Australia’s relationship with Japan is one of the longest, most important and trouble-free bilateral relationships since the Second World War. However, surprisingly little attention has been afforded to the political dimensions of this relationship despite the transformation from open acrimony to friendship by 1965. David Walton proposes that the academic interest in the economic elements of Japan’s post-war ‘boom’ overshadowed the regional dialogue that occurred between Australia and Japan. He provides a refreshing analysis of Australian-Japanese post-war relations and demonstrates that diplomatic cooperation occurred due to a sense of common danger over the political developments in Indonesia, communist expansion in the Southeast Asian region, Chinese domestic and foreign policy and the pressure exerted by the United States.
The principal aim of the book is to examine the construction of the policy networks between Australia and Japan and the impact of regular dialogue on regional political matters from1952 to1965. Walton argues that Japan became an important Australian partner on disputes concerning Indonesia and wider Southeast Asia. Policy networks, he suggests, are links between professionals and contribute to an understanding of the role of information in policy formation. In the case of Australia and Japan, policy networks were progressed by the foreign affairs departments. Australian diplomats valued consultation with the Japanese due to their knowledge of matters concerning China, greater Southeast Asia, the rise of Sukarno in Indonesia and the shared interest in promoting stability and a forward US military presence in the region.
Policy network formation was initially a haphazard process but key individuals in the Australian Department of External Affairs and the Japanese Ministry of Foreign Affairs (MOFA) were actively involved in the gradual process of institutionalising the networks. Specifically, Walton argues that Richard Casey (1949-51), Garfield Barkwick (1961-1964) and Paul Hasluck (1964-1969) promoted the bilateral relationship with Japan. Indeed, he pinpoints Richard Casey’s visit to Japan in March 1959 as the turning point in enhanced dialogue, as Casey and his Japanese counterpart Aiichiro Fujiyama discussed the General Agreement on Tariffs and Trade (GATT), Taiwan, Berlin and Antarctica. Indeed, by the 1960s, there was relatively close consultation on a wide range of issues such as the Economic Commission for Asia and the Far East, GATT, the Colombo Plan and the General Assembly of the United Nations (UN).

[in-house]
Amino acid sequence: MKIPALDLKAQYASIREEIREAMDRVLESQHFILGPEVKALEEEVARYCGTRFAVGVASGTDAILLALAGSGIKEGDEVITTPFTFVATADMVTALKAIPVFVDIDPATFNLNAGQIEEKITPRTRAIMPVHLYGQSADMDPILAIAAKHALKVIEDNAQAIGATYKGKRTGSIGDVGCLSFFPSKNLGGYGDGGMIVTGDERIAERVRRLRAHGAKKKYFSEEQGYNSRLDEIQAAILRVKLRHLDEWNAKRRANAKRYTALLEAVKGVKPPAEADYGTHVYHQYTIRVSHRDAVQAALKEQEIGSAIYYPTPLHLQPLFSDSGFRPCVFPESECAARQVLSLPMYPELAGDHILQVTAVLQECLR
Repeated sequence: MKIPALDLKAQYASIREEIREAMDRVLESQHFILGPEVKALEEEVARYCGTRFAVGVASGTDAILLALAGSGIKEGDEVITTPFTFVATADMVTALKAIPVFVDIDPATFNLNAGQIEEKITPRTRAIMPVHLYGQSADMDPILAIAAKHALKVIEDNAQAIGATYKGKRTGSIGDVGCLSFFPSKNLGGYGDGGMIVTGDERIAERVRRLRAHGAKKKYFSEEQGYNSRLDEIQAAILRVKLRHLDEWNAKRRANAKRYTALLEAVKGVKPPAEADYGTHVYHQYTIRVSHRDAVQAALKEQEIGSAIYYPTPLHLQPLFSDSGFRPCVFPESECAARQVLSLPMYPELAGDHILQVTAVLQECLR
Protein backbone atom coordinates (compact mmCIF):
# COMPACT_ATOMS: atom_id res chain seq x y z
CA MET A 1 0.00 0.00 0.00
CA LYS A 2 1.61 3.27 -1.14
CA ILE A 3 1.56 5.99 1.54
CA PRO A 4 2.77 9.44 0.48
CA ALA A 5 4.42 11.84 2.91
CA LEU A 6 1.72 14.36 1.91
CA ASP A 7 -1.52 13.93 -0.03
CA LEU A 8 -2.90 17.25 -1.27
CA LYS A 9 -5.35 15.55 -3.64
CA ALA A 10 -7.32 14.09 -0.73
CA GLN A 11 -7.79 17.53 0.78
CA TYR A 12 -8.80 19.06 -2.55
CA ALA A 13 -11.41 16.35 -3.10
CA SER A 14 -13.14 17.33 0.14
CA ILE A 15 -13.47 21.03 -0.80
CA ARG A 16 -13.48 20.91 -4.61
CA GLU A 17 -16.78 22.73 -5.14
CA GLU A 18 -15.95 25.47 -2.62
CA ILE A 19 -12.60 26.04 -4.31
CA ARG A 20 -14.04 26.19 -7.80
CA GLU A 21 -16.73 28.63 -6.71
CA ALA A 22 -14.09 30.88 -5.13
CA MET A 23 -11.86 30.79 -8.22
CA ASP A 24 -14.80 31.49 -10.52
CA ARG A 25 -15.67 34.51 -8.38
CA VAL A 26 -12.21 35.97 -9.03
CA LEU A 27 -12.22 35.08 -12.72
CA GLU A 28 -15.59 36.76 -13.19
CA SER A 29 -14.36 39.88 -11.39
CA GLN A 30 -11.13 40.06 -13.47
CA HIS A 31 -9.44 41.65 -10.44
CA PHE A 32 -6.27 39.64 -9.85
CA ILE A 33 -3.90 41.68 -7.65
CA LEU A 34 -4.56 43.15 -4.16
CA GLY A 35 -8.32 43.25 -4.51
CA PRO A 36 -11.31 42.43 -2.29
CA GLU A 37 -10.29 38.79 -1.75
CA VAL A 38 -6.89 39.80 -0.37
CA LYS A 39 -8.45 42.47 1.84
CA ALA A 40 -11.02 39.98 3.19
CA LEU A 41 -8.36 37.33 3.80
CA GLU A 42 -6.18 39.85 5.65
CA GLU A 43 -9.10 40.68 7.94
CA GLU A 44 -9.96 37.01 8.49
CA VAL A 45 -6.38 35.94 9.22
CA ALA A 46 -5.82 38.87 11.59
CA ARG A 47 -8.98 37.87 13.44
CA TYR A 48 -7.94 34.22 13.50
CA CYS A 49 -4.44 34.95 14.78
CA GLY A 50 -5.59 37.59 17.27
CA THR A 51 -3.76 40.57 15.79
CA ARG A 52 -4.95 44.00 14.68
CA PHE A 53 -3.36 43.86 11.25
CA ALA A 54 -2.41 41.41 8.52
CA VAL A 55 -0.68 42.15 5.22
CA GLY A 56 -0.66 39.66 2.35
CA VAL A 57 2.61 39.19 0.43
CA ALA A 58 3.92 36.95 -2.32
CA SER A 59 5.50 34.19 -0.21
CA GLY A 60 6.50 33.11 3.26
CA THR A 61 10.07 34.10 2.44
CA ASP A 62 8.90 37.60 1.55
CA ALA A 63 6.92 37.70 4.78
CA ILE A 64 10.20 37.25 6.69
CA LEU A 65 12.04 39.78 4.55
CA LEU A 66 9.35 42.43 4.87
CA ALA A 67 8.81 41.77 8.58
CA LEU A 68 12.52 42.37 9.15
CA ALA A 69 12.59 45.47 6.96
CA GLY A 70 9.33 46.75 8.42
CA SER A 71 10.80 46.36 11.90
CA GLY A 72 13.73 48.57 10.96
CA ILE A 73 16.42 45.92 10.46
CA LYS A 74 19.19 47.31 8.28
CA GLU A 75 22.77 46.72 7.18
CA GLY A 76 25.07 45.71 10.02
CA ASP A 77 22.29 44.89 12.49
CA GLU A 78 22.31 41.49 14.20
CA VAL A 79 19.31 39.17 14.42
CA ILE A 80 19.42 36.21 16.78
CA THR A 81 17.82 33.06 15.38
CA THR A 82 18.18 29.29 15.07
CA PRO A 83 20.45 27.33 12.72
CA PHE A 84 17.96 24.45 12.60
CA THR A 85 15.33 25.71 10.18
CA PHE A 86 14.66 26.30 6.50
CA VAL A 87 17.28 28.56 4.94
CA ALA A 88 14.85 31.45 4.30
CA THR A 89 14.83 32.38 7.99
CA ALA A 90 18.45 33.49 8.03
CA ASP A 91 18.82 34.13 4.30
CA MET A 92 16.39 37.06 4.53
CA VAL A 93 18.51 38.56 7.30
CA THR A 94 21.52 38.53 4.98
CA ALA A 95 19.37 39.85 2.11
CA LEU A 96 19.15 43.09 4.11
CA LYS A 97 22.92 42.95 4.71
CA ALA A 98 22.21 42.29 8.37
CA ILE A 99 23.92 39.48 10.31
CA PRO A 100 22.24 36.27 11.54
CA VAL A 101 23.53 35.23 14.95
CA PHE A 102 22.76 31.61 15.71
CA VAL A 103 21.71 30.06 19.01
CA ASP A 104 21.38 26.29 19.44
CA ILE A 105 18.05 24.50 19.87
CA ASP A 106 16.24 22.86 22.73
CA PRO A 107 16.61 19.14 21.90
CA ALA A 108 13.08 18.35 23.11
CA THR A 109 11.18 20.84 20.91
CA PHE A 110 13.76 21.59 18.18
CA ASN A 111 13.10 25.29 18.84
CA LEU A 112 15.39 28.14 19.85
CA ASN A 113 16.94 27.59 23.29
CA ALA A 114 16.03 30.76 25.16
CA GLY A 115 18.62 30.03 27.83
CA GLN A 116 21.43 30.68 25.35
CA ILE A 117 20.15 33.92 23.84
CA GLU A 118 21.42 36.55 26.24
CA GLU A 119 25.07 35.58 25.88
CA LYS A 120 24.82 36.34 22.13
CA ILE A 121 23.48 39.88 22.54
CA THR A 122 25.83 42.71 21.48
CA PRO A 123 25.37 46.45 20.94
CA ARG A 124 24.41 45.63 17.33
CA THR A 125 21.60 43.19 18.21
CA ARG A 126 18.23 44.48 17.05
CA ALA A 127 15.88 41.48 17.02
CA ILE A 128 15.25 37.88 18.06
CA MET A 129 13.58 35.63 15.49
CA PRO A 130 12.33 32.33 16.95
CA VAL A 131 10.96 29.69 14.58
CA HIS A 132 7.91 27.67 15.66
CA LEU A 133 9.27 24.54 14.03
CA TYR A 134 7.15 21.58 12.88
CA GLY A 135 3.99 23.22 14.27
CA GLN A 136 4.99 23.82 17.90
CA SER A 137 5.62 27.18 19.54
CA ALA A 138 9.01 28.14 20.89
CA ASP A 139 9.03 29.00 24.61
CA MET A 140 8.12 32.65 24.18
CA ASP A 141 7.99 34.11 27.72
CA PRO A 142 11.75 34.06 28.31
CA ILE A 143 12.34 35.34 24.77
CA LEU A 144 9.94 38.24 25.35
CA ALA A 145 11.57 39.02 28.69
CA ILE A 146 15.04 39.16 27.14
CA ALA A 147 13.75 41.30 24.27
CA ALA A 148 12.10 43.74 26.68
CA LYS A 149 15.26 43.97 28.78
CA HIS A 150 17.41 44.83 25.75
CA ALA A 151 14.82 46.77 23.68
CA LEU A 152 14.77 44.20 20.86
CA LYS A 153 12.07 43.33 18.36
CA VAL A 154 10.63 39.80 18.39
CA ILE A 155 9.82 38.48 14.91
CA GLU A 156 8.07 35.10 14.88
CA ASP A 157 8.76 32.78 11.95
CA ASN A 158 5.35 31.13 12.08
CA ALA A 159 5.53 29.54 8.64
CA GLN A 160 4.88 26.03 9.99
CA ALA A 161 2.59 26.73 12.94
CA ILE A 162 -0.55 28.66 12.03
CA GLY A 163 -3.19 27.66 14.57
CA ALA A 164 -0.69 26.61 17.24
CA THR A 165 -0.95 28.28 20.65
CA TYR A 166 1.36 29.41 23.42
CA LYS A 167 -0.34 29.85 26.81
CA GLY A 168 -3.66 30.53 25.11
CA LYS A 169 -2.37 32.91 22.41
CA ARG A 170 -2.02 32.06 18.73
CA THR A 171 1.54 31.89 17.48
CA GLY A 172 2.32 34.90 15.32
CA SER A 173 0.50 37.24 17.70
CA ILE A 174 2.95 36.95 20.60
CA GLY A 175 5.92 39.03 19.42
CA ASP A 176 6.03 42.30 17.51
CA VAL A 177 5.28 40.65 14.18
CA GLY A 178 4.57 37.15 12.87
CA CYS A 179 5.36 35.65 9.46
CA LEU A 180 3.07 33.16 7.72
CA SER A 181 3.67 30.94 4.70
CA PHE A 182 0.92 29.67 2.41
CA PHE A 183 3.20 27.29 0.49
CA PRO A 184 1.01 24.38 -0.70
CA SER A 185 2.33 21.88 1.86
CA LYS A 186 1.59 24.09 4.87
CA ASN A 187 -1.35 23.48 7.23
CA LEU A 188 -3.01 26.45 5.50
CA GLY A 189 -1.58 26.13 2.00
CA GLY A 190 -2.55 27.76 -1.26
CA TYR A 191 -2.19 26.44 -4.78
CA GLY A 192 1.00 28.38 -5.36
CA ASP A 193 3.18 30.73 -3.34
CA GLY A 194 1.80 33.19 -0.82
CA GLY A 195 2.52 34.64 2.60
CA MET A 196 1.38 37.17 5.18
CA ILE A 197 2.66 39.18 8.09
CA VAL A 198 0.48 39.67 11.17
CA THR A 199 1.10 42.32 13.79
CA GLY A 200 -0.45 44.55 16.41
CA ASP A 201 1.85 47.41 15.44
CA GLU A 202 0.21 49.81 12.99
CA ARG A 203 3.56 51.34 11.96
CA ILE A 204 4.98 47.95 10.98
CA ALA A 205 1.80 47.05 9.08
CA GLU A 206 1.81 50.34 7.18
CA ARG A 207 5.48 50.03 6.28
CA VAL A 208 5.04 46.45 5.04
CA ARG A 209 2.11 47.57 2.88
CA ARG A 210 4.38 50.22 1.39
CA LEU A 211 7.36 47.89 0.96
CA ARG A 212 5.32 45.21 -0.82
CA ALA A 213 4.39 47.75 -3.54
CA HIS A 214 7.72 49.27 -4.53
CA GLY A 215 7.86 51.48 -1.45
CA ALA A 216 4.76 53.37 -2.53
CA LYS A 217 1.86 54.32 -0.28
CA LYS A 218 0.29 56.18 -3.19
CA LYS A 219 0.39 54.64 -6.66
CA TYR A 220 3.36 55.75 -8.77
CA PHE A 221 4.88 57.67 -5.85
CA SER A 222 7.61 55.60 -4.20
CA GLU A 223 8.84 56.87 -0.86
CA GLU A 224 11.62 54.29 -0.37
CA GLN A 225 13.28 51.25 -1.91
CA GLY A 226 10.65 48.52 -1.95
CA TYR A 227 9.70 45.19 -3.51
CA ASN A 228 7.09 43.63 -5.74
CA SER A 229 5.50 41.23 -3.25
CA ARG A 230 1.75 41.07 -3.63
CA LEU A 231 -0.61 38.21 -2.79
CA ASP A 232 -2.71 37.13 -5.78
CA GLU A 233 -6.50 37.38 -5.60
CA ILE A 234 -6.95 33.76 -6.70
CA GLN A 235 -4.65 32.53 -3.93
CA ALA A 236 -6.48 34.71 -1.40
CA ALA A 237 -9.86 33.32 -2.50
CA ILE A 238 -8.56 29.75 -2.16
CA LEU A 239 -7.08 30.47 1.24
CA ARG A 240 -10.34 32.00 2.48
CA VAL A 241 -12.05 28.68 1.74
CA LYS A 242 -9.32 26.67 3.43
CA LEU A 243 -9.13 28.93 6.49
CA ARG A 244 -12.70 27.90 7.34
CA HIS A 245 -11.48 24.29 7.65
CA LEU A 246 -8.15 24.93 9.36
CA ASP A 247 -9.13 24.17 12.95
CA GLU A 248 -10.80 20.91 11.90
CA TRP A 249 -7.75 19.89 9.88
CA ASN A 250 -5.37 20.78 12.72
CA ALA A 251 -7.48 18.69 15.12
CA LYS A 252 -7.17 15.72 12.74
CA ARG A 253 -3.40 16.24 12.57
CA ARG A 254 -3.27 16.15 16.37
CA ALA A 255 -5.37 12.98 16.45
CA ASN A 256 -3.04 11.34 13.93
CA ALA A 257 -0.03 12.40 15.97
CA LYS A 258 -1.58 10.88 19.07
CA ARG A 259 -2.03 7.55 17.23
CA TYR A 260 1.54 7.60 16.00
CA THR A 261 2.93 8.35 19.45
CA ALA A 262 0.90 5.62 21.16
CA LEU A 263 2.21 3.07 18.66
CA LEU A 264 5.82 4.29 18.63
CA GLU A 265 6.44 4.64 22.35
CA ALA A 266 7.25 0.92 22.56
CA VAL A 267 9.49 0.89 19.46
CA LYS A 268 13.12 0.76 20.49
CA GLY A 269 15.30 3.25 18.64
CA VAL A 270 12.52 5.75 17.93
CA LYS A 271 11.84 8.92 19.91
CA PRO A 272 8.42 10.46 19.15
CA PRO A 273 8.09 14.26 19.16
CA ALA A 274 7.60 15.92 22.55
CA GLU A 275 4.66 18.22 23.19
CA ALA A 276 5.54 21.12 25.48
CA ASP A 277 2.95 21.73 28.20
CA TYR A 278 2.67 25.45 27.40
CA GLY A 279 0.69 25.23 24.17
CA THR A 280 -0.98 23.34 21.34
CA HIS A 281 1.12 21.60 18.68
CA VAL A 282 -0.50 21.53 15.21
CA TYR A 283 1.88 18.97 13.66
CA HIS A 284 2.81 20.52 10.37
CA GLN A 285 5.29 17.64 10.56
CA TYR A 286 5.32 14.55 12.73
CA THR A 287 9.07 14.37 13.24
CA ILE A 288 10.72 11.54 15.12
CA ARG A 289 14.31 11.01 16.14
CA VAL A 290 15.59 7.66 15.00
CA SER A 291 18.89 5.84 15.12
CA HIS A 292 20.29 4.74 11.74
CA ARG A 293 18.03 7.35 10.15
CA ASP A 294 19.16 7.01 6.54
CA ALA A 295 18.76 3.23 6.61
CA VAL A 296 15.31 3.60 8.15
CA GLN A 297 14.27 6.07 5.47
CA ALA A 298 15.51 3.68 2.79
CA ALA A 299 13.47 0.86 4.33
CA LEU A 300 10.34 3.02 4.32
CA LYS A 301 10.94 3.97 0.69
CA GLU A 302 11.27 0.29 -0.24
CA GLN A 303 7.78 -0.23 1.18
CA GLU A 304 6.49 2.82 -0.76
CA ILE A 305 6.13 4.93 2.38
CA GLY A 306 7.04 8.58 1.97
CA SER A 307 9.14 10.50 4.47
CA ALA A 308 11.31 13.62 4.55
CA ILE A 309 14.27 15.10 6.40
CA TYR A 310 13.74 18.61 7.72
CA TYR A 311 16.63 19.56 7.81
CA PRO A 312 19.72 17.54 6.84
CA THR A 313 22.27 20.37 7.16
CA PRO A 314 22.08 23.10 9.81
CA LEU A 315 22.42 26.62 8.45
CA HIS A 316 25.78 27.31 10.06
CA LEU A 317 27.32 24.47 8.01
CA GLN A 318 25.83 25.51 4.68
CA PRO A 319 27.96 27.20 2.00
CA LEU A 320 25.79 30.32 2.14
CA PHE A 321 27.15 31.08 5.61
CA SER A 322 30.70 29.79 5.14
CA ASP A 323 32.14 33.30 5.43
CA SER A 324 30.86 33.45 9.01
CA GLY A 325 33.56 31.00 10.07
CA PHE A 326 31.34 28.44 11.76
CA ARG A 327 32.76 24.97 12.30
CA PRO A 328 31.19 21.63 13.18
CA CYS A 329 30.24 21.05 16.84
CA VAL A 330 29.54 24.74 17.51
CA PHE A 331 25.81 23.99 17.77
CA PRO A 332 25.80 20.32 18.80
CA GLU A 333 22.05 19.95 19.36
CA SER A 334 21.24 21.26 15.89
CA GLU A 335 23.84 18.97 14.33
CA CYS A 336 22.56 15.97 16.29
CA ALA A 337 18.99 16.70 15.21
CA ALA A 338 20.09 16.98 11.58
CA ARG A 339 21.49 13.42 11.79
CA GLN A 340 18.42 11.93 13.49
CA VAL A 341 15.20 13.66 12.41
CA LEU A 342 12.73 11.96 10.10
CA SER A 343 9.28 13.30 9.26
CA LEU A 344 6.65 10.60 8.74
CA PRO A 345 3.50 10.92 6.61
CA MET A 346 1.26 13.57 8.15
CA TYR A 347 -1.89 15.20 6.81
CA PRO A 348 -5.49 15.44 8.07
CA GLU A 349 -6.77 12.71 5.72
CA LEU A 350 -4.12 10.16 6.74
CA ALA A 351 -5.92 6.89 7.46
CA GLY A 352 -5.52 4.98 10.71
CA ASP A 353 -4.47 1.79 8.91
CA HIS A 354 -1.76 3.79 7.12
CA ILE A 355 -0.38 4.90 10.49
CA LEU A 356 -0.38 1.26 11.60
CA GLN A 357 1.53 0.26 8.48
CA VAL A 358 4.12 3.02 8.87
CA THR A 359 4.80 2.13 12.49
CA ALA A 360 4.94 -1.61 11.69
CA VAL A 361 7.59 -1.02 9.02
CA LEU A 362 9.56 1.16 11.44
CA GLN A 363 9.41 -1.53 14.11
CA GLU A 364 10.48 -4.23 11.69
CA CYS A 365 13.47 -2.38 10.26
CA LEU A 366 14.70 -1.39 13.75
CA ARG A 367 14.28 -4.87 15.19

Secondly, Walton proposes that regular consultation with Japan influenced Australian foreign policy tone, style and direction. The West New Guinea (WNG) conflict laid the foundations for further regional cooperation and consultation between the two countries, which continued during the Indonesia declaration of Konfrontasi (hostility) towards Malaysia. Australian officials viewed Japanese ambassadors as a crucial source of information and a moderating influence on Indonesia during the WNG dispute. The Australian and Japanese positions differed on these issues and changed throughout the dispute, which led to a substantial Australian diplomatic effort to bring Tokyo into alignment with Canberra’s foreign policy objectives. The subsequent political dialogue fostered closer bilateral ties and allowed for an examination of the WNG dispute in a broader context. This collaboration was continued during Konfrontasi, as Australia and Japan’s strategic interests aligned to ensure the straits of Malacca remained free to protect their economic involvement in Indonesia and Southeast Asia more broadly. Furthermore, Walton charts the influence of Britain, the US, the UN, mainland China, Burma and Laos on the policy networks between Australia and Japan.
Walton’s analysis of the high range of regional consultation to create nascent policy networks is admirable; however, it under-emphasises the vital economic role of both of these countries to each other and to the US. Whilst Walton makes a valid point that the economic agenda has been over-emphasised in the existing literature, it appears undeniable that the wave of the Japanese economic boom set the tone for the improvement of Australian-Japanese relationship during this time. It would thus have been interesting to learn more about the role of the Department of Trade in the development of the policy networks during this period. Irrespective, Walton provides a much-needed insight into the factors governing Japanese foreign policy processes and the importance of Tokyo in Canberra’s regional diplomacy. It remains a vital text due to the importance of Japan within Australia’s current strategic circles, especially in the context of its military ‘normalisation’ and disputes with China in the South and East China Seas.
David Walton, Australia, Japan and Southeast Asia: Early Post-War Initiatives in Regional Diplomacy, Nova Publishers, 2012
Elise Terrell is a former intern at the National Office of the Australian Institute of International Affairs.